When technology historians look back at our era, they may recognise the early years of the twenty-first century as Peak Windows. And for most of that time, the top version of Microsoft’s operating system was Windows XP.
Now after 13 years of loyal, mainly reliable service, Microsoft has taken everyone’s favourite pet for one last drive to the vet.
It won’t be coming back.
From last week, Microsoft will no longer support Windows XP. That means no more updates and no more security patches.
When, inevitably, researchers find a security flaw in a more modern version of Windows, it’ll be fixed. But not XP.
Here come the crooks
Every cybercrook on the planet will know about the vulnerability. The code-literate ones will be able to write software to exploit it, the less technical crooks will get their hands on the software too.
There’s no rational excuse for not updating from Windows XP.
If you have bespoke apps written for the OS, there are ways to run them in more modern versions of Windows. There are compatibility modes and virtual machines. If those approaches don’t work, the apps are almost certainly risky anyway.
If your hardware is too old and feeble to run a more modern version of Windows, hold your head in shame you cheapskate. A spanking new PC will cost you less than you paid for that copy of XP when it was brand new 13 years ago.
Even if you are on a limited budget you can pick up a second-hand machine capable of running Windows 7 for next to nothing on an auction site.
If you just plain hate newer versions of Windows, buy a Mac or a Chromebook, or get a copy of Ubuntu Linux.
Windows XP huggers in government
There are dozens of cheapskate or lazy corporations and government departments who haven’t got around to upgrading from XP. They can buy expensive, custom support from Microsoft. It’ll quickly work out to be more costly than upgrading.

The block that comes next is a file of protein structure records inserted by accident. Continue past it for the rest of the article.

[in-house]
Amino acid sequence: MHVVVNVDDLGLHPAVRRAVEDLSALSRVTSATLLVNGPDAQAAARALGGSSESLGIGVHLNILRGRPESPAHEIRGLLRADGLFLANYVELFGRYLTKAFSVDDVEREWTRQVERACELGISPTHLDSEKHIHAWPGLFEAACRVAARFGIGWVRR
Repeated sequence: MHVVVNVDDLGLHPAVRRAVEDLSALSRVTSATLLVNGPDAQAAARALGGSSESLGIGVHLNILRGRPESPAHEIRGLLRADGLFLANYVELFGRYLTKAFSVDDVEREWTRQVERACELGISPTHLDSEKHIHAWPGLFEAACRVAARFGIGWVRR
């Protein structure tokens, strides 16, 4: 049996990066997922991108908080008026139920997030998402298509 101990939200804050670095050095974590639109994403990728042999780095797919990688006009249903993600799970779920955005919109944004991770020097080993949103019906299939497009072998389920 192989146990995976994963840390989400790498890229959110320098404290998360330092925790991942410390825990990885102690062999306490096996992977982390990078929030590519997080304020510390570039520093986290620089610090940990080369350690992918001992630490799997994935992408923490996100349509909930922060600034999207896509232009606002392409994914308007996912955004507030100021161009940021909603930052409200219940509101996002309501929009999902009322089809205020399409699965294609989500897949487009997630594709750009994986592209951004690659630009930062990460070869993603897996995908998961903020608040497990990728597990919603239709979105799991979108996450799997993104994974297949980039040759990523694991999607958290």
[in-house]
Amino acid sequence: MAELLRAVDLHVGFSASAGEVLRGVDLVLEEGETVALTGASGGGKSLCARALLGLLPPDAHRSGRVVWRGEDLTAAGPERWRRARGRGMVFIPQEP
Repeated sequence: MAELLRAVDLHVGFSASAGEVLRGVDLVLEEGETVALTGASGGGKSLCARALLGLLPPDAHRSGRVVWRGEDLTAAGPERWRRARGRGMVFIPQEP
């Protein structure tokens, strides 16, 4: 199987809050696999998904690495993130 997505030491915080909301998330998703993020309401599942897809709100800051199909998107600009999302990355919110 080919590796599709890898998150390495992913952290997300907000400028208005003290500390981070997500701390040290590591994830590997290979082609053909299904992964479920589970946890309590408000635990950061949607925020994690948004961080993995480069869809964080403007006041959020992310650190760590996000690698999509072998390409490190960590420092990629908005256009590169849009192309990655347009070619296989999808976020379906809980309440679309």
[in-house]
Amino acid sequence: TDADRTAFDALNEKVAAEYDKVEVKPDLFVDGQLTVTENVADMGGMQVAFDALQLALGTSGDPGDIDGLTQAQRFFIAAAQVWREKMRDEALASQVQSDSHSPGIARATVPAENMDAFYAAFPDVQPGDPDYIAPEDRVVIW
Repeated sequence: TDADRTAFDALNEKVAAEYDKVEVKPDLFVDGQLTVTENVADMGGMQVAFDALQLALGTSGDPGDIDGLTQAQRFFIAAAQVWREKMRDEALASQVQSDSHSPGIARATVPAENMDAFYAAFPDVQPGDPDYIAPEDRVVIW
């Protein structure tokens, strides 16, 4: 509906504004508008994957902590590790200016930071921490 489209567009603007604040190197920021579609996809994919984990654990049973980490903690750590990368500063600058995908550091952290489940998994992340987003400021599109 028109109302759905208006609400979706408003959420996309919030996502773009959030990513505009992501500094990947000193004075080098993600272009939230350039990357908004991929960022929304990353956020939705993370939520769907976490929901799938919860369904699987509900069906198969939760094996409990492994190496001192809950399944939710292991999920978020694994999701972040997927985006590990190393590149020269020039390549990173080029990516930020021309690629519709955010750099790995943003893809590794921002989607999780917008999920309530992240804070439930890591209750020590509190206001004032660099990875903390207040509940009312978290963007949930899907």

The British and Dutch governments have signed up to pay. So have US government departments. It’s not as if they haven’t had years to get ready for the end of XP support.
Small companies and individuals don’t even have the option of a support contract. When, last November, I asked Microsoft NZ’s Dean Edwards if they could buy custom support he said prices are likely to start in the million dollar range.
Heartbleed wake-up call
While the Heartbleed exploit doesn’t specifically attack Windows, as far as we know, it is a wake-up call. The bug attacks websites and no doubt Windows XP equipped computers will connect to those sites. Microsoft isn’t planning to update XP to deal with the risks, so, days after the end of support XP users are already on the back-foot when it comes to the biggest threat in recent times.
If you simply must use XP, consider a third-party security product. There are free ones, but the best require a subscription, you may be better off tipping that money into newer kit. And be warned, while third-party security software companies will carry on supporting XP for as long as there’s a viable market, that may not be long. At best you’ll get a couple of years.
Although I’m usually supportive of people eking out their technology for as long as possible — a lot of upgrades don’t bring productivity gains — my advice is to move on from XP as soon as possible. Decent spanking new Windows laptops and desktops (without touch screens) can be had for less than $500. There’s at least one Windows laptop on sale in New Zealand for around $400.
Frankly, if XP is meeting all your needs, then you could probably get buy with a tablet. They can be even cheaper. One simple security breach could cost you so much more than new kit. Upgrade. Please.